Release the Hound

Well, another Veteran’s Day has come and gone and, like every year since my honorable discharge from the U.S. Army (salute!), nary a gift was left for me by the Veteran’s Day Magic Gnome. I always decorate a surplus shelter half (that’s half a pup tent for you civilians) for this early November holiday in hopes that the Magic Gnome will leave me a gift or two under my half of the tent. Perhaps my discharge paperwork failed to get through in ’72. I’m beginning to feel like I’m Linus and the Magic Gnome is the Magic Pumpkin.

But the real news from up our end is dog related.

Many weeks ago we lost the canine member of our family, Margaret Truman, a largish mixed-breed sweetheart who was part of the family for nine years. Her spleen was cancerous and the major surgery to remove it was too much for her to handle. Sometimes clowns can be sad, Emmet Kelly for example.

The current wife and I recently made the rash decision to get another dog and I spent several days scouring the local shelters and Humane Societies for just the right one. We agreed that raising Margaret from a puppy had been a real pain and that this time we would select a young but mostly trained dog. So, with that as the primary ground rule, we promptly adopted a nine-week-old mixed breed but mostly an Australian Cattle dog.

For those not familiar with the dog aging process, nine weeks is considered the apogee of puppiness. Puppies, unlike human infants, run around and cannot be effectively diapered. Similar to human infants, however, puppies eliminate vast stores of pee and poop on an irregular schedule. This can create some problems.

The current wife, or “spousal unit” as she is know by the NSA, always one to research such issues, has us on an every-three-hour puppy walk schedule. This schedule does not provide crummy weather or dark of night byes.

The secret, or so the research says, is to pre-empt the indoor accident with a forced march every three hours. The puppy, even though she has been unceremoniously awakened from a sound sleep, finds these outings into the cold, dark night quite enjoyable. The same cannot be said of moi. So far, the neighbors have not reported the disheveled man in flannel pajama bottoms, trench coat and slippers madly waving a flashlight around looking for evidence that the march has served its purpose. One of these nights the cops are going to show up. If I’m coherent, I’ll explain that we fully intended to get a house-broken dog but that we were struck with a double dose of temporary insanity. Cops love dogs so it should be all good, especially if I can prove that I really do live in the house whose lawn I’m searching. This is where keeping a copy of your mortgage, stuffed into your pajama bottoms, really comes in handy.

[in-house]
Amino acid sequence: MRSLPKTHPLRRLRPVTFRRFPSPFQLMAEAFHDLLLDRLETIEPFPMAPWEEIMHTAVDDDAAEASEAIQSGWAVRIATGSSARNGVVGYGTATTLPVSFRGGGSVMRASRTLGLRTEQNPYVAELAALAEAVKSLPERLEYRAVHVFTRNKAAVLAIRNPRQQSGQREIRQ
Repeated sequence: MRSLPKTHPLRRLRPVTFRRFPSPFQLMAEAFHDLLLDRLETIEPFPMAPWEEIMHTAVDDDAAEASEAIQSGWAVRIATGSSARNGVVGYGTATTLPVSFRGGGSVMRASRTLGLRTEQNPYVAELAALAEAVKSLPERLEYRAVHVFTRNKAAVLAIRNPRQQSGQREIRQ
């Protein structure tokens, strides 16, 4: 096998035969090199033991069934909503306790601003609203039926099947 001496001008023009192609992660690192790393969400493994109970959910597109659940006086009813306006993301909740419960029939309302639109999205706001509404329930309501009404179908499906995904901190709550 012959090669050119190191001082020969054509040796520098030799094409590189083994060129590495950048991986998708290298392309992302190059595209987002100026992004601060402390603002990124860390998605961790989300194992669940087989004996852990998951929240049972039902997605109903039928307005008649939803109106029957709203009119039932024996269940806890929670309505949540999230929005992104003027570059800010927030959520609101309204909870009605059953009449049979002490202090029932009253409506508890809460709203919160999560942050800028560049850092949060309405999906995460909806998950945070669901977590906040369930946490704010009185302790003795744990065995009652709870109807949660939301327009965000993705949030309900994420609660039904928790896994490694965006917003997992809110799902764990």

Puppies also have the distinction of possessing needle-like puppy teeth with which they seek out anything that has the potential to be separated from its current location. These items include but are not limited to: clothing buttons, carpet threads, chew-toy tags, knit sweater loops, shoe laces (resting or in motion), watch bands, noses, fingers or forearms. The current condition of my arms and hands suggest that I may be a heroine addict with very poor drug administration skills. This is another reason not to irritate the cops enough to be taken downtown for questioning.

The newest member of the family is named Ellen Barkin. As you will note, I believe in naming dogs after famous people. It gives them more confidence. Years ago, I knew someone who named her dog Willie and that particularly odd-looking dog got a real self-esteem boost by being associated with the entire Nelson family, including David, Ricky, Ozzie and Harriet.

So far the training is going well. Ellen has trained us to take her outside every three hours, rain or shine. If we fail to do so, she shows her displeasure by leaving a moist or solid reminder somewhere, usually on a favorite floor covering. While we do have hardwood floors throughout the house, she knows that leaving a reminder there just wouldn’t have the same training impact. Smart little Aussie Cattle Dog that Ellen.

I could regale you with anecdotes about how cute she is, how the resident cats are clearly curious but disdainful, how Ellen has enthusiastically taken to her crate and more, but it is coming up on three hours since our last forced march and we’re running low on carpet cleaner.


Observoid of the Day: Dogs have owners. Cats have staff.

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6 Responses to Release the Hound

  1. pat morgan says:

    Congratulations! You beat me to it.

  2. Mira says:

    Ellen is cute!

  3. Letty says:

    Sounds like this dog will keep you active and healthy for years to come. Our mix breed cattle dog/Australian shepherd is a galloping whirlwind of energy. She given us many walks and stories for my blog. I’m sure your new puppy will do the same. Good luck.

  4. Shirlee McKinnon says:

    Congratulations, Boots! Sounds like Ellen could help you with your short game, if you know what I mean. The 56 degree is also a great pooper scooper! Enjoy. Come play some golf with us!
    Shirlee and Keith

  5. Lin Breeden says:

    Can’t wait to meet her. Maybe we can talk her cousin Marisol into taking the 3 a.m. shift over Christmas.

  6. Diane says:

    Congratulations on your new addition! We’ve been thinking along the same lines. Our poor old Aldo isn’t as spry as he used to be. The same goes for me. Sigh.

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